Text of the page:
The Minnesota Department of Natural Resources applied pesticide to a northern Minnesota lake this week, hoping to stop a zebra mussel infestation.
It's the first time the DNR has tried to reclaim a lake from the invasive species. The DNR often doesn't find zebra mussels in a lake until the population is established.
Residents on Rose Lake, about 10 miles east of Detroit Lakes, applaud the effort, but say the state needs a much more aggressive approach to protecting Minnesota lakes from zebra mussels.
DNR Invasive Species Specialist Nathan Olson is confident the tiny mollusk just arrived on Rose Lake.
"It is under investigation," Olson said. "We do know an individual moved a boat lift with zebra mussels attached to it and placed it here in Rose Lake."
The boat lift is gone now and a yellow plastic barrier surrounds the area where it the boat lift was on the lake.
About a dozen people watch from shore as a boat moves slowly back and forth applying the pesticide copper sulfate to the water. Two hoses come off the side of the boat and dangle in the water. The pesticide is dispersed beneath the water surface.
This area will be treated at least three times this fall and possibly again next year. It will be at least two years before he knows if the $15,000 effort is successful, Olson said.
AN AVOIDABLE SCENARIO
Terry Kalil, vice president of the Becker County Coalition of Lake Associations, believes the infestation could have easily been avoided.
Kalil, who lives on a nearby lake, said if this boat lift owner had followed state law there would be no zebra mussels in Rose Lake. Kalil said it reflects ignorance and apathy on the part of state residents.
It's against the law to move any equipment carrying invasive species, and carries a fine of $250. The fine can be up to $500 for introducing invasive species to a lake.
"There are a great many people who for them a $250 fine — 'Who cares? I don't care. I'm not going to decontaminate my boat.' "
DNR officials also support tougher penalties for people who move zebra mussels or other invasive species.
Some lake associations are contacting county officials about the possibility of closing ramps to allow boats to leave or enter or leave the lake only when an inspector is on site to ensure boats are clean.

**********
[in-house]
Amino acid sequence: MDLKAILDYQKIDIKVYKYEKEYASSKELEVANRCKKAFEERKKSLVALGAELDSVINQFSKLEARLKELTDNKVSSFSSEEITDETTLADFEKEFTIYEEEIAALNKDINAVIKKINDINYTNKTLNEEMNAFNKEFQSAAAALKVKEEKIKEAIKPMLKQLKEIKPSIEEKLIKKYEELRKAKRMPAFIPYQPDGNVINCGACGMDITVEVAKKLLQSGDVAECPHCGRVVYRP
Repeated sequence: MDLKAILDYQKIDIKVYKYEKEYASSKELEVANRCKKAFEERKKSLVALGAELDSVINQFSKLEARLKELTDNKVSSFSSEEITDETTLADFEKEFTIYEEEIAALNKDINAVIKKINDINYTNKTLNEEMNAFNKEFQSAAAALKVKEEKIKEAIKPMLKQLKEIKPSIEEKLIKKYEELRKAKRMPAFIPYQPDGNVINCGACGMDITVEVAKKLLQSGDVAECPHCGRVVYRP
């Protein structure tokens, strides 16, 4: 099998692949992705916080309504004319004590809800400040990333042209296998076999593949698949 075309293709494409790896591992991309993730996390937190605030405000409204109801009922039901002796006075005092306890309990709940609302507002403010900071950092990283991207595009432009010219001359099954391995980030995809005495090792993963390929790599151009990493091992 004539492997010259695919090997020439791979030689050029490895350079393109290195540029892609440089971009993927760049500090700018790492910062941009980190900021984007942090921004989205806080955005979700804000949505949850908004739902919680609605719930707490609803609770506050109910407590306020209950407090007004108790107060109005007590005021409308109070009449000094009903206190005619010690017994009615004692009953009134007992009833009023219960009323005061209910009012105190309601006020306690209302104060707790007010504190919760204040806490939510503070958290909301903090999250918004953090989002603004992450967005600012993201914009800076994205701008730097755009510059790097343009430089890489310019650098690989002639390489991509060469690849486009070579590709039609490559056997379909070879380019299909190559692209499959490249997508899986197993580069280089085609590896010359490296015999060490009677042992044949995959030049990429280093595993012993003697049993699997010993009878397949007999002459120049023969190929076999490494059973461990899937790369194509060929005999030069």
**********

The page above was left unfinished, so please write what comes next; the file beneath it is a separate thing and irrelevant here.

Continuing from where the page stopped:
Otter Tail County Coalition of Lake Associations President Jeff Stabnow said everything possible should be done to stop zebra mussels. He said state leaders need to look at the potential economic impact. He worries people will want to move away from lakes infested with zebra mussels, and that will drive down lakeshore property values.
"In a number of these counties up in this part of the country, over half of the income for government, county government and all that, is impacted by the property values on the lakeshore," Stabnow said. "So the potential is huge."
IMPACT NOT YET KNOWN
It's still not clear how zebra mussels will affect lakes in the long term.
Olson said fish populations could shrink because of competition for food. Zebra mussels filter water making it very clear, and the extra sunlight in the water could cause an explosion of plant growth in lakes.
"Our lake ecosystems are stressed already with development and just land use practices in the watershed," Olson said. "When you start to add on top of that a zebra mussel, there may be a breaking point."
The DNR is monitoring the fish population in several infested lakes. The DNR says there are now 50 lakes in the state considered to be infested with zebra mussels.